SPIDER-MANDATE: The Lowe-down on "Secret Wars," Tie-Ins and Stacey Lee
So, I thought about writing about a few different things this week, maybe a focus on some great books or something, but the state of our industry and sister industry of gaming just has me too damn wound up and frustrated to focus on anything else.
For those playing catch up, gaming has been thrown into absolute chaos as it continues to deal with the growing pains of facing some really long gestating problems with sexism and misogyny in the industry. It’s a problem we here in comics know well. Many of us are “gamers” (or players perhaps is a better word) and even for those of us that don’t play games, there’s still a bond between comics and games – as “geek hobbies” we’re sister industries for good or ill. I guess it makes sense that both our industries are pushing on these boundaries and trying desperately to grow past these limitations at the same time and with some of the same disturbing results, but man has it exposed some truly nasty people and agendas.
The last month has seen a lot of controversy surrounding game designer Zoe Quinn’s personal life, it’s honestly so complicated that I can’t easily summarize it here, but suffice to say that the end result of harassment, doxxing, hacking, rape threats, and death threats are unacceptable even if you’re someone that believes EVERY SINGLE NEGATIVE WORD you’ve read about Quinn. The treatment she has received is absolutely insane and grotesque and included the same crap Janelle Asselin received last spring for critiquing a simple comic book cover and inspired this very site to finally overhaul their forums/commenting and install stricter regulations and moderators. The controversy surrounding Quinn was followed up last week by all of the same behavior – harassment, doxxing, hacking, rape threats, death threats, etc. toward Anita Sarkeesian for her latest Tropes vs. Women In Video Games piece. In case of the latter death threat – Sarkessian was actually forced from her home and had to notify the police. Absolutely unacceptable on every fucking level.
Naturally, I thought about writing a huge post about it, except three things:
#1 this problem is so rampant I ALREADY had to write about this issue this year (a post I have re-posted in its entirety below).
#2. I’m not interested at this point in debating the finer points of anyone’s arguments, right or wrong. I’m only interested in stopping the harassment, threats, (and more than threats) toward people who disagree with someone else.
#3. Wil Wheaton already summed up the entire issue nicely in under 140 characters on twitter:
Really, what more needs to be said than that? Not much. Because no matter how much you might disagree with Sarkeesian – or Quinn or Asselin, or me, or any other woman on the internet (or in real life) – none of these women are threatening to rape and kill you. These women are not en masse hacking your data and putting it online, trying to ruin lives and wipe out bank accounts. That’s it. That’s the end of the discussion. This is unacceptable behavior UNDER ANY CIRCUMSTANCES and it MUST STOP.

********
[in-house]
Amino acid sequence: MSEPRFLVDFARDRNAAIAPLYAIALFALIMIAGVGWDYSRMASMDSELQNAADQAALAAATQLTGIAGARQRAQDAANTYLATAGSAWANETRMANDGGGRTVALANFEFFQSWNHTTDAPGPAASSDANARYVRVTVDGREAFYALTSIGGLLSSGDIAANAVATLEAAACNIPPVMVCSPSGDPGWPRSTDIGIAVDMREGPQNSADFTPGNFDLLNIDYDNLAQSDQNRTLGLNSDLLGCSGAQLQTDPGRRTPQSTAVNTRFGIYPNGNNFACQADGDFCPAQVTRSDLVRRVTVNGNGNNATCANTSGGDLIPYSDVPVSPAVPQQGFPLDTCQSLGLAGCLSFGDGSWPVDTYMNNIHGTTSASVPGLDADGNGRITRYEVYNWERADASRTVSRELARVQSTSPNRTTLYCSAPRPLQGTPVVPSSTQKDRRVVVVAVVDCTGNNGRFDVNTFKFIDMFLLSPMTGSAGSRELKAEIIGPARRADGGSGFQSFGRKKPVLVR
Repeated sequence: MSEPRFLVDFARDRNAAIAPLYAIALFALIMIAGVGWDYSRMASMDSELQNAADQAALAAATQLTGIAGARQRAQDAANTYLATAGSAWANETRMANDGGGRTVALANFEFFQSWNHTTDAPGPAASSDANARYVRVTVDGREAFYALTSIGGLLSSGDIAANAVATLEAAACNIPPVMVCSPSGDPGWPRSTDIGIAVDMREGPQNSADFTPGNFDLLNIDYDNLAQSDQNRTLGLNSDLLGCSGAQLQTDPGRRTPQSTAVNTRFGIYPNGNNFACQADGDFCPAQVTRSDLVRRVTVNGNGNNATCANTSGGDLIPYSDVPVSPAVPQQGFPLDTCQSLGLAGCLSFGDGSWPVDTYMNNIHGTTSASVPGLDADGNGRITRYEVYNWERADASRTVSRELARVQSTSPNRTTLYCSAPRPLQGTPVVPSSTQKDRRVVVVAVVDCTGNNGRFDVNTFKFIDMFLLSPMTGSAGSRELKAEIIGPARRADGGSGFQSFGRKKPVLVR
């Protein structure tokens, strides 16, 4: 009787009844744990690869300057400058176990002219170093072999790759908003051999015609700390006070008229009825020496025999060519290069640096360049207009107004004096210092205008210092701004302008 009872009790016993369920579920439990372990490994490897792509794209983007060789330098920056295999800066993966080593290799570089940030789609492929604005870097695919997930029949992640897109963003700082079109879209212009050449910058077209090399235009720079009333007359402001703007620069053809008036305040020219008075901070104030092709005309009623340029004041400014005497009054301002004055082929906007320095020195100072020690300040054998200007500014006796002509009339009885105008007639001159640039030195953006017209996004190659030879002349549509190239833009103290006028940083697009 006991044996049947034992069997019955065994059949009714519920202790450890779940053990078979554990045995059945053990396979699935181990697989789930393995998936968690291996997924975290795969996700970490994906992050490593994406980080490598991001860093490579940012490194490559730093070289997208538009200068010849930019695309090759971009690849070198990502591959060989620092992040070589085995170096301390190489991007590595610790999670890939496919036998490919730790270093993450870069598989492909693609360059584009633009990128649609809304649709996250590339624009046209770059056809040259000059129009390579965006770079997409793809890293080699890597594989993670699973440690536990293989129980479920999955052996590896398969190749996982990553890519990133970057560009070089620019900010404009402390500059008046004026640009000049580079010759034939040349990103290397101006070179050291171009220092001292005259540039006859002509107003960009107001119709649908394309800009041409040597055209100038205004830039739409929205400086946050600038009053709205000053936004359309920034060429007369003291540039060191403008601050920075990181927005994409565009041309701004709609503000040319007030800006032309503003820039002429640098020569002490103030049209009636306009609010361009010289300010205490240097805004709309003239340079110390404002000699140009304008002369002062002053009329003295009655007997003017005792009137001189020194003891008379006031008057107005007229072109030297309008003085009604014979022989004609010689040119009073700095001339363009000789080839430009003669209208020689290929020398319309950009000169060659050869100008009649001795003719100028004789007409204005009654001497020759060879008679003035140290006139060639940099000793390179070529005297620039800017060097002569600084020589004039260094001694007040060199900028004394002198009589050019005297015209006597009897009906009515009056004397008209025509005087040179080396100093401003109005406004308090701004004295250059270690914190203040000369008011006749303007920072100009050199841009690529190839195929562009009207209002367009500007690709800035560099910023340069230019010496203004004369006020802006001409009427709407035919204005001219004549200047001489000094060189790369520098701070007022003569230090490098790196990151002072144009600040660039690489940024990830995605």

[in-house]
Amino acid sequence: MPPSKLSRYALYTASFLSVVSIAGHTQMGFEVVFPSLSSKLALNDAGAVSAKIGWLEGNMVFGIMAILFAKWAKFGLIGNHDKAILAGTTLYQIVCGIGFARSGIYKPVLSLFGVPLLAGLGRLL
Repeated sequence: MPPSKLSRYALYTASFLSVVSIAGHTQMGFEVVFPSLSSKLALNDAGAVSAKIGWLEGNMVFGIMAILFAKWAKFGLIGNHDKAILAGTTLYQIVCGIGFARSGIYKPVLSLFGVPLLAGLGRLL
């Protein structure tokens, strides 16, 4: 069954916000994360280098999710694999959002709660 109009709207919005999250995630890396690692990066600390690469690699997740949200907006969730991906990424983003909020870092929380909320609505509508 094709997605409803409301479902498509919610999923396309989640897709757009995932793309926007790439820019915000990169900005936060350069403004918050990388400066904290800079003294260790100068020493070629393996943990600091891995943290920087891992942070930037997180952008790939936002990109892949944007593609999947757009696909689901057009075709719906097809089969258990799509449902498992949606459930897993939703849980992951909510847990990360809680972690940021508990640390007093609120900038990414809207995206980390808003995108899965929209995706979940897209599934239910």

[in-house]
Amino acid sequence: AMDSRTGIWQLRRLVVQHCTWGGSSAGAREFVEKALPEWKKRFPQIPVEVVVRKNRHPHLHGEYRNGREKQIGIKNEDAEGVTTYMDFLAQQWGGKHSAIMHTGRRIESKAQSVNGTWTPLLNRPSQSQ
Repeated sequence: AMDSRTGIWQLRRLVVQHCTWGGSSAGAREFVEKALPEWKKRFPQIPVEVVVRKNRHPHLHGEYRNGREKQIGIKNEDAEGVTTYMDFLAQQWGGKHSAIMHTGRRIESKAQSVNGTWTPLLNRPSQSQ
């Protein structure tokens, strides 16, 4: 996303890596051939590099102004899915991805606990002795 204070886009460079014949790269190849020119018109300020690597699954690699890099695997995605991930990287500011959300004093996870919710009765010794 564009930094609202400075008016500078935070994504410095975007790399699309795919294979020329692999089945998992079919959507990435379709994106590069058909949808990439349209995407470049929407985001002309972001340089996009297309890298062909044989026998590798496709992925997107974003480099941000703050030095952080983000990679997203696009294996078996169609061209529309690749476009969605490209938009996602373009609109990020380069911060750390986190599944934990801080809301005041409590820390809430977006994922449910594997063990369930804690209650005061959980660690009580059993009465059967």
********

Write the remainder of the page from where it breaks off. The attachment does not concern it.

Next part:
How thick is the irony that talking openly about harassment results in increased harassment? How clear is it that sexism and harassment exists as a problem when the knee jerk response to talking about issues of harassment and sexism is to harass and threaten women? It puts a really fine point on the issues…over and over and over again.
One good thing has come out of all this – and Quinn, Asselin, and Sarkeesian are tough ladies, so I hope they agree (though I wouldn’t be surprised if they don’t – it’s no fun to be a sacrificial lamb/martyr for a cause – even an important one) – these nightmares have pushed a lot of important, influential, respected people (and even a few relevant companies) to take very vocal stands against these sexist and misogynistic behaviors and attitudes. It does finally start to have the smell of real change when we see this kind of decisive pushback by those that don’t HAVE to stand up and say something. Many have long been allies (and many are even progressives leading the cause) but it never hurts to have it reaffirmed publicly: Badass Digest, ARS Technica, Games.On.Net, Dan Golding, Vice, Motherboard, Gamasutra, New Statesman, Kotaku, Tim Schafer, Joss Whedon, Cory Doctorow, Wil Wheaton, Bob Chipman, Neil Druckmann, Anthony Burch, Sean T. Collins, Mitch Dyer and so many more have taken a stand, and if you haven’t, you should too.
In all of this – which can be exhausting and upsetting to read, let alone LIVE – it’s important to come back around to this – said best by Sarkeesian herself, quoting the conquering hero and eminently quotable Buffy The Vampire Slayer:
The following is SHE HAS NO HEAD! – ZEN HAS OFFICIALLY LEFT THE BUILDING reposted in its entirety here and originally posted on April 28th, 2014: